2)A dialogue with the Red part of Oregon does not consist of travelling to Eugene, Ashland, Hood River, etcetera and talking to throngs of people that are so Blue that they're virtually interchangeable with the denizens of NW Portland.

  • W. Bruce Anderholt II (unverified)

    El Pueblo, unidos, jamas sera vencidos. (The people, united, will never be defeated).

    I'd write it in a Russian if I knew how: very common protest chant in Latin American...I heard it in Chile during the anti-Pinochet demonstrations.

    Found this online: свобода, братство, равенство. (Liberté , fraternité , égalité)

    I'm just trying to blend in! Is it feeling kind of paranoid around here, or is it just me?

    I find it hard to believe you are even joking about the Molotov Cocktails. You are joking, right?

    Personally, I don't think y'all would last two weeks under a legitimate totalitarian government. Ditto for offering up any kind of direct action if you truly suspected election fraud. I would discourage the cavalier use of phrases like "election fraud, surprise upsets, and (my personal favorite) "Private corporations are in a position to sell the outcome of any election to the highest bidder." As if the exit polls are more legitimate than the certified vote tabulations. Sheesh. You've been watching too much T.V. or spending too much time online. It's a beautiful day out: every should go for a walk and lighten up!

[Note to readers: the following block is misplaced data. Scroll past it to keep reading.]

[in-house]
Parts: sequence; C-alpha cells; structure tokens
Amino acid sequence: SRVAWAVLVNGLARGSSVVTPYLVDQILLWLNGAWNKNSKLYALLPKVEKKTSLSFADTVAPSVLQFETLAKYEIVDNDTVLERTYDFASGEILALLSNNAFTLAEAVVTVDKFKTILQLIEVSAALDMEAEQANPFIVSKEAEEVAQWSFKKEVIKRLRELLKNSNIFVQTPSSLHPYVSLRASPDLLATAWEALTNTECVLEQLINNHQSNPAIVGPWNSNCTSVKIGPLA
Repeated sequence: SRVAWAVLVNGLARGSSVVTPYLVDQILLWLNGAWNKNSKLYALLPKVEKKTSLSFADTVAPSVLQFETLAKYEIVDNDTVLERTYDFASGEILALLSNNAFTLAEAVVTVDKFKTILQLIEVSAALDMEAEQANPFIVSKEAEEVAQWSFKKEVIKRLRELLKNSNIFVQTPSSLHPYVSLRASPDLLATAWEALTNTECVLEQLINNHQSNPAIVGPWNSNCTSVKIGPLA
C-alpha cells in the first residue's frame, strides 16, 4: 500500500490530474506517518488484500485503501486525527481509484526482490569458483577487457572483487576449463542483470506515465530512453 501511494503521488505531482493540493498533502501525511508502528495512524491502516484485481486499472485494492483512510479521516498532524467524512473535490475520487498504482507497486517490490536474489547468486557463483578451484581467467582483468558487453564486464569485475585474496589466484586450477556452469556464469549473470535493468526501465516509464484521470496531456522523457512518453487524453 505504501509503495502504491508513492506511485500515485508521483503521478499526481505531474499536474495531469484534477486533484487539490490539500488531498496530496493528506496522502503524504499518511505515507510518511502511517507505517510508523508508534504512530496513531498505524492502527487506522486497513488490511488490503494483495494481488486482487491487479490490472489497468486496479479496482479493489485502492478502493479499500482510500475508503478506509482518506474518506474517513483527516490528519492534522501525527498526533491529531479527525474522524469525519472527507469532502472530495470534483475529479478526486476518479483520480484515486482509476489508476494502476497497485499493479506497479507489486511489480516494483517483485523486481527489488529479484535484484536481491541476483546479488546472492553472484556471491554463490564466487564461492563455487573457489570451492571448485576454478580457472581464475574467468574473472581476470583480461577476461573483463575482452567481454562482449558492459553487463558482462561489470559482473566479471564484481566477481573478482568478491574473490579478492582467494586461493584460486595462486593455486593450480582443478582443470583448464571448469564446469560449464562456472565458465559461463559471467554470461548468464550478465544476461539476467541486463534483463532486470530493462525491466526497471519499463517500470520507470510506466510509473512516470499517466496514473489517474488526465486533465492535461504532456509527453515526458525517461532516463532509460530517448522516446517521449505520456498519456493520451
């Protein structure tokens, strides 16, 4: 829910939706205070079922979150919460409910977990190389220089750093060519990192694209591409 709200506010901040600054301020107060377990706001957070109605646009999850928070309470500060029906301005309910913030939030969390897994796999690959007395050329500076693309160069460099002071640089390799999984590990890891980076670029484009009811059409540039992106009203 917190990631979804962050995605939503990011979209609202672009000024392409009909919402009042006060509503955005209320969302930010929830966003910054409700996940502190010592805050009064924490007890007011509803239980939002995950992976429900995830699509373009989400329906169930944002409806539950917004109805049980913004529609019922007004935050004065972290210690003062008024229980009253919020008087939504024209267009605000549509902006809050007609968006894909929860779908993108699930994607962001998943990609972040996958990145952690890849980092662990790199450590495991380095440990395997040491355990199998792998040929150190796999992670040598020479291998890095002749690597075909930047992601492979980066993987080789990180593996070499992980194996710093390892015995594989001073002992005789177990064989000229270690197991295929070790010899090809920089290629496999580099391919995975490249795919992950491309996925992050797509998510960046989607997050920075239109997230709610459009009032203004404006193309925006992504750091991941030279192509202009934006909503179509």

The Gonzo Journalist is right: Portland is (uniquely) out of step with the direction of our country...There are more socialists on this blog than there are in Moscow.

  • Gonzo Journalist (unverified)


    No offense intended towards your Water and Soil Conservation District pals.

    My point is that Bush 43 wasn't a Reagan or Clinton quality of incumbent. The man barely speaks english. This should have been a landslide victory: the fact the rust belt states were even competitive suggests the party picked the wrong horse and then let him run a lousy campaign.

    The continued focus on bullshit conspiracy theories simply does nothing to fix the problem. Neither does examining the proverbial bark (on the forest through the trees). We don't need cosmetic surgery; we need to lose 100 pounds, quit smoking, eat right, exercise daily, and call our voters everyday to tell them how much we love them.

    Kari: I don't see that we went off topic. The sanctity of our electronic elections are perfectly analogous to our electronic banking system. Most people don't worry that the bank is trying to cook the books; why not extend that same level of trust to the voting machines? Trust, but verify: that's cool. But do we really need to examine the software code? Seems like that would create a whole raft of new security concerns.

  • Your Friend (unverified)

    The only thing worse than the Ballot Chad Fiasco of 2000 (with all those goofballs staring at little holes) would be some future election in which the election is decided by a handful of votes, and no one can assure us that the bureaucrats worked properly.

    2004 Gregioire/Rossi Washington governor election.

  • (Show?)

    Fair enough, Gonzo, we're not too far afield from the topic (which wasn't about electronic banking, but item #2 was about the elections process.)

    In any case, your supposition is incorrect: But do we really need to examine the software code? Seems like that would create a whole raft of new security concerns.

    One need look only as far as the question of Linux versus Microsoft operating systems. Linux is secure, Microsoft is not. (And it's not because no one uses Linux - it, and the other *nix flavors, power vastly more web servers than Microsoft does; arguably systems more worthy of hackers' attention than home computers.)

    If you expose the code, thousands of people will review it for holes. The owners of the software will, of course, have to be willing to hear those problems and fix them when they're found.